- Ashanti Branch: Absolutely. I look forward to seeing you in Chicago and we're going to be making masks there, so we'd love to see you come and have a conversation face to face.
- John: Love it. Looking forward to it. All right, you take care. Thanks for everything.
- Ashanti: Thank you.
- John: All right.
- Ashanti: All right, bye-bye.
- John: Bye-bye. Thank you for listening to the CharacterStrong Podcast. If you enjoyed this episode, feel free to share on your social media. Please rate, review, and make sure to subscribe for future episodes on iTunes, Spotify, and Google Play. To learn more about CharacterStrong and how we're supporting schools, visit characterstrong.com. Thanks for listening. Make it a great day.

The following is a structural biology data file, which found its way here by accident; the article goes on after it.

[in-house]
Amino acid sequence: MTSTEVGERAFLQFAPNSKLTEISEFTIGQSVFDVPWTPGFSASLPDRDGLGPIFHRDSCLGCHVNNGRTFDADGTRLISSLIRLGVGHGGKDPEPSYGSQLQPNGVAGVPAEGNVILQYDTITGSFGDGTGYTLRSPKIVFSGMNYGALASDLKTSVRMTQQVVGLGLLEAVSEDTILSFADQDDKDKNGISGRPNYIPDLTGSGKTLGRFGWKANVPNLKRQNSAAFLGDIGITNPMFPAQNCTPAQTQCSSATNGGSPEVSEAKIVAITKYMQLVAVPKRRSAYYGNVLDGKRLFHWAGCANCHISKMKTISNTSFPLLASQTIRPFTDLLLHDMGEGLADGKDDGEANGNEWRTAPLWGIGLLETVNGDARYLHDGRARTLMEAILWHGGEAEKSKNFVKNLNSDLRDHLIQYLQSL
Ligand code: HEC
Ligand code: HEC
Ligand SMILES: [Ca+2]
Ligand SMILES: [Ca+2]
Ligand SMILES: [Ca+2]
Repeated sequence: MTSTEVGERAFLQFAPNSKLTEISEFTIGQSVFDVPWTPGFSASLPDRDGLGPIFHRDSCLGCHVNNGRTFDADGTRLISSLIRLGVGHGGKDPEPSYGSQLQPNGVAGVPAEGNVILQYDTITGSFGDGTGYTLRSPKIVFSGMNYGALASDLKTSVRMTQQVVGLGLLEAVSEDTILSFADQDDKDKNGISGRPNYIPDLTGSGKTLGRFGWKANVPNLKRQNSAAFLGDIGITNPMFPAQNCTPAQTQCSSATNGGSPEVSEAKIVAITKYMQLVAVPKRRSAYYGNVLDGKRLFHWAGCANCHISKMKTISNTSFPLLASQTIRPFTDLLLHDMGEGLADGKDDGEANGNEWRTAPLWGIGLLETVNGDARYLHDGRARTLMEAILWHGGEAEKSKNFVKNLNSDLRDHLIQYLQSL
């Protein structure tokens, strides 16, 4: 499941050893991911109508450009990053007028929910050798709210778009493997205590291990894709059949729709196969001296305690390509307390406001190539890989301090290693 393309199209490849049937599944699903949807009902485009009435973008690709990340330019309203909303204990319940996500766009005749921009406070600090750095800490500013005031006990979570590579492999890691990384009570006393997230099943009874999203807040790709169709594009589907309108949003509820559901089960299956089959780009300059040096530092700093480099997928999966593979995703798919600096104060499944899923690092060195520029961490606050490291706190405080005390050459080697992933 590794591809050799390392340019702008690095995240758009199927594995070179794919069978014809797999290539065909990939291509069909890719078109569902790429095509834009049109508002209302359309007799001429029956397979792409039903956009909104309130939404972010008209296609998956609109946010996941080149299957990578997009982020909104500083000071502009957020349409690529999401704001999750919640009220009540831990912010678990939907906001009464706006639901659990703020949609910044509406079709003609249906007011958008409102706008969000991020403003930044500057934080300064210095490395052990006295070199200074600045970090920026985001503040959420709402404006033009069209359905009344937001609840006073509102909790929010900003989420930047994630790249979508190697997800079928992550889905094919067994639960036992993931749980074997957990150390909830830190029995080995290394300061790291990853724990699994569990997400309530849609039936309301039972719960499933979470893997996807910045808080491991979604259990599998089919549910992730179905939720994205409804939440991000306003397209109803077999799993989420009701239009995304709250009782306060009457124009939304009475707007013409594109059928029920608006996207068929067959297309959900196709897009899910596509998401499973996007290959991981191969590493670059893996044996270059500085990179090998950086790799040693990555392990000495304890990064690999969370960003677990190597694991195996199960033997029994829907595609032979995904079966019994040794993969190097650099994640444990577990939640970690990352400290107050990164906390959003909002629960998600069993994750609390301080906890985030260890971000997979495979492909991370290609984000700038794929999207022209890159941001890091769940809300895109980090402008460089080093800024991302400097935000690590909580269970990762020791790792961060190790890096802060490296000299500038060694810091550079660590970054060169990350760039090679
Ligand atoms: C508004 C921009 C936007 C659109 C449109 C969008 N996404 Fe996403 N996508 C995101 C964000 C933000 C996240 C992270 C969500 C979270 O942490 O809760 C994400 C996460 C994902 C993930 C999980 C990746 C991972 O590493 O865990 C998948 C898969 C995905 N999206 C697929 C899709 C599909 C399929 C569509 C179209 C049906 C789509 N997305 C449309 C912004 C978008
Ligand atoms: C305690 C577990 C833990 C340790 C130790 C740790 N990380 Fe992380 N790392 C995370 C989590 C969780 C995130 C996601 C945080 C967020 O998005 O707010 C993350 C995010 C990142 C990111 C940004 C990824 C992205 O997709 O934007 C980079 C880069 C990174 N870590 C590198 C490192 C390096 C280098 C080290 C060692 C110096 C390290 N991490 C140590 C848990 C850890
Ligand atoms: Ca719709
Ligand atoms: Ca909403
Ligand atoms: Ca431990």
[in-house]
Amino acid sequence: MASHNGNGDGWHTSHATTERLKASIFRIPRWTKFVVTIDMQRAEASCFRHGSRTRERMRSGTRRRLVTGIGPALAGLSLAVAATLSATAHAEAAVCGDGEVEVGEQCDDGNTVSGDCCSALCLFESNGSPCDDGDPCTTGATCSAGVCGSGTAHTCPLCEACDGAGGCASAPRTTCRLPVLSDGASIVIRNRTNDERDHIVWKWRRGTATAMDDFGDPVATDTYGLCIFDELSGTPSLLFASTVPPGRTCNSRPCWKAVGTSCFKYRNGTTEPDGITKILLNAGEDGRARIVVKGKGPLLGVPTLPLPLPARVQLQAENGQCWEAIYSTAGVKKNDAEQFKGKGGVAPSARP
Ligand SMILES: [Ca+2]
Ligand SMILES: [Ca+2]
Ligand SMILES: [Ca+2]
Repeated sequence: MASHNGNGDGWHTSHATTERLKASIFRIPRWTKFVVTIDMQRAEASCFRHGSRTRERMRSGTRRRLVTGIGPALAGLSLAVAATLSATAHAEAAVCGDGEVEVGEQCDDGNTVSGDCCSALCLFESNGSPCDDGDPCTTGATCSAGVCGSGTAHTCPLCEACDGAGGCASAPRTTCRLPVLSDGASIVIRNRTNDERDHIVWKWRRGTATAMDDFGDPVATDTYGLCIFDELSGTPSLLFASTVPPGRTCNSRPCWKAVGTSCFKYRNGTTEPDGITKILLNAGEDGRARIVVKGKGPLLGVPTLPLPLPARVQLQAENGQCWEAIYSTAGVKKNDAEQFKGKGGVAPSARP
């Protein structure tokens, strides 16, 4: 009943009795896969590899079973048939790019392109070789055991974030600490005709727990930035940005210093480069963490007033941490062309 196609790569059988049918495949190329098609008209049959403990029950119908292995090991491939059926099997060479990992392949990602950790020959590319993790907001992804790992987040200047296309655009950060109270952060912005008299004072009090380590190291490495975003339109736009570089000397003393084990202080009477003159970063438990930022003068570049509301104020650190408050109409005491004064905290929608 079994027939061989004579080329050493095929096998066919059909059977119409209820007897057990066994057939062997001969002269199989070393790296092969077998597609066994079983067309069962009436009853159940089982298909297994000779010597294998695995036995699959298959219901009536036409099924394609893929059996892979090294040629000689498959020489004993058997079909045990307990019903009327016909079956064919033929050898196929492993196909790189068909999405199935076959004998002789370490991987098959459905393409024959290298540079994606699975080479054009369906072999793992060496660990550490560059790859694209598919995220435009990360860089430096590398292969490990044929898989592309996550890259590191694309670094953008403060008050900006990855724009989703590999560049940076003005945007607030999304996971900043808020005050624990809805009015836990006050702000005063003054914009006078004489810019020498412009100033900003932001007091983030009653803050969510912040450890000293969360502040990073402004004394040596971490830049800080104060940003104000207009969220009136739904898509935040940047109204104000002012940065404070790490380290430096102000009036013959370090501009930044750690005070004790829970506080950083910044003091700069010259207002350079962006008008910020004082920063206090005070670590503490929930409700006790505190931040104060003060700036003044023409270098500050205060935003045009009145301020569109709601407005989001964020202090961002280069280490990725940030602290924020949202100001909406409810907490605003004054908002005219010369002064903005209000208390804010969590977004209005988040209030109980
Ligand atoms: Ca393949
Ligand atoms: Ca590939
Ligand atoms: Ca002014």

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The CharacterStrong Team is a partnership of educators, speakers, and students who believe in creating sustainable change in schools and helping young people develop the skills of service, kindness, and empathy.